In-situ ocean observations are crucial for understanding the ocean system, improving the quality of weather and seasonal climate forecasts, ocean models and forecasts of the state of the ocean and its ecosystems, climate research, validating satellite data and assessing the impact of management strategies. In-situ observations are direct measurements of sea water properties made using a combination of sensors on a wide range of platforms that allow autonomous observations at sea, such as profiling floats, drifting buoys, gliders, moorings, instrument-tagged marine mammals, Ships of Opportunity including commercial ships and ferries.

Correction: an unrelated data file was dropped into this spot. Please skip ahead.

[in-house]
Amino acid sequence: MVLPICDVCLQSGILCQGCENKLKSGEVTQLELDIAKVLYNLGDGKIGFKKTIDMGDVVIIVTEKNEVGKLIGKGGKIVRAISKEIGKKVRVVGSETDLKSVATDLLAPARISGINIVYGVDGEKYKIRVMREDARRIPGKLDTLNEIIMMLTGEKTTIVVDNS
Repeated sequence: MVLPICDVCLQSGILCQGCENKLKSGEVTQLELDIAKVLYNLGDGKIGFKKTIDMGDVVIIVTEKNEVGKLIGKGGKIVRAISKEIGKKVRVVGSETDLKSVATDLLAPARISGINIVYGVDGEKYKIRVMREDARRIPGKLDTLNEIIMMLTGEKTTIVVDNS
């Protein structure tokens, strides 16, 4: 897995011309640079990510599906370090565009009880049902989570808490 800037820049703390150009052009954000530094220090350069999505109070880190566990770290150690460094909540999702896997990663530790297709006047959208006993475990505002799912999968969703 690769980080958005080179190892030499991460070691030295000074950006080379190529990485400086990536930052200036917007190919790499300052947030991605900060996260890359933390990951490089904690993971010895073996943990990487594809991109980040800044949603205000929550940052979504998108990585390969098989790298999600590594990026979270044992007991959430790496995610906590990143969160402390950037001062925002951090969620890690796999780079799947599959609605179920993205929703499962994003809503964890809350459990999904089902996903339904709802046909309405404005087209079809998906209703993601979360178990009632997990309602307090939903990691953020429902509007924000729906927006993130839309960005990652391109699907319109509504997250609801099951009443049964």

This vast network of in situ observations allow us to observe ocean variability at different scales at and below the surface of the ocean. Because the deployment and maintenance of ocean observing infrastructure is technically complex and costly, international collaboration and coordination are crucial to ensure global coverage, global data sharing, and interoperability of the many sensors and sampling methods that contribute to a global view. Only united worldwide effort can ensure a fit-for-purpose ocean observation system deployed by 2030 that is able to provide the measurements we need to address major societal challenges in support of the UN’s Decade of Ocean Science for Sustainable Development, UN SDG 14: life below water, the EU’s Green Deal objectives, among others.